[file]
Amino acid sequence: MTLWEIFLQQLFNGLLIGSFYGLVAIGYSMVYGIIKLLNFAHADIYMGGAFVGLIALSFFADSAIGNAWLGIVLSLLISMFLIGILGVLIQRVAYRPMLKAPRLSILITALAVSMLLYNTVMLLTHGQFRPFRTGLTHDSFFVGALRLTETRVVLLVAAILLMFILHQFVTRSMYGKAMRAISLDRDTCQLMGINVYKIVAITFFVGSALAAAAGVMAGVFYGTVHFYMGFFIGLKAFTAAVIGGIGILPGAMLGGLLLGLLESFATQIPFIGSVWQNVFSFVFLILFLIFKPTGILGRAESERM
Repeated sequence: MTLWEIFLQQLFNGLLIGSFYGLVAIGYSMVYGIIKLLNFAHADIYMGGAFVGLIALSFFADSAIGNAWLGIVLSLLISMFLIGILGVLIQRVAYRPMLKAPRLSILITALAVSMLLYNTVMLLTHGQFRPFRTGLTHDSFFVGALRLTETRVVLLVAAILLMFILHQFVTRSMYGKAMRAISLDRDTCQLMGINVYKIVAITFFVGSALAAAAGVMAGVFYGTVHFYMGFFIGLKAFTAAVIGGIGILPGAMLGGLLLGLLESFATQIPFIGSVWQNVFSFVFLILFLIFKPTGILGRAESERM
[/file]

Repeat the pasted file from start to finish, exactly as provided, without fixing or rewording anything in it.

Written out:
Amino acid sequence: MTLWEIFLQQLFNGLLIGSFYGLVAIGYSMVYGIIKLLNFAHADIYMGGAFVGLIALSFFADSAIGNAWLGIVLSLLISMFLIGILGVLIQRVAYRPMLKAPRLSILITALAVSMLLYNTVMLLTHGQFRPFRTGLTHDSFFVGALRLTETRVVLLVAAILLMFILHQFVTRSMYGKAMRAISLDRDTCQLMGINVYKIVAITFFVGSALAAAAGVMAGVFYGTVHFYMGFFIGLKAFTAAVIGGIGILPGAMLGGLLLGLLESFATQIPFIGSVWQNVFSFVFLILFLIFKPTGILGRAESERM
Repeated sequence: MTLWEIFLQQLFNGLLIGSFYGLVAIGYSMVYGIIKLLNFAHADIYMGGAFVGLIALSFFADSAIGNAWLGIVLSLLISMFLIGILGVLIQRVAYRPMLKAPRLSILITALAVSMLLYNTVMLLTHGQFRPFRTGLTHDSFFVGALRLTETRVVLLVAAILLMFILHQFVTRSMYGKAMRAISLDRDTCQLMGINVYKIVAITFFVGSALAAAAGVMAGVFYGTVHFYMGFFIGLKAFTAAVIGGIGILPGAMLGGLLLGLLESFATQIPFIGSVWQNVFSFVFLILFLIFKPTGILGRAESERM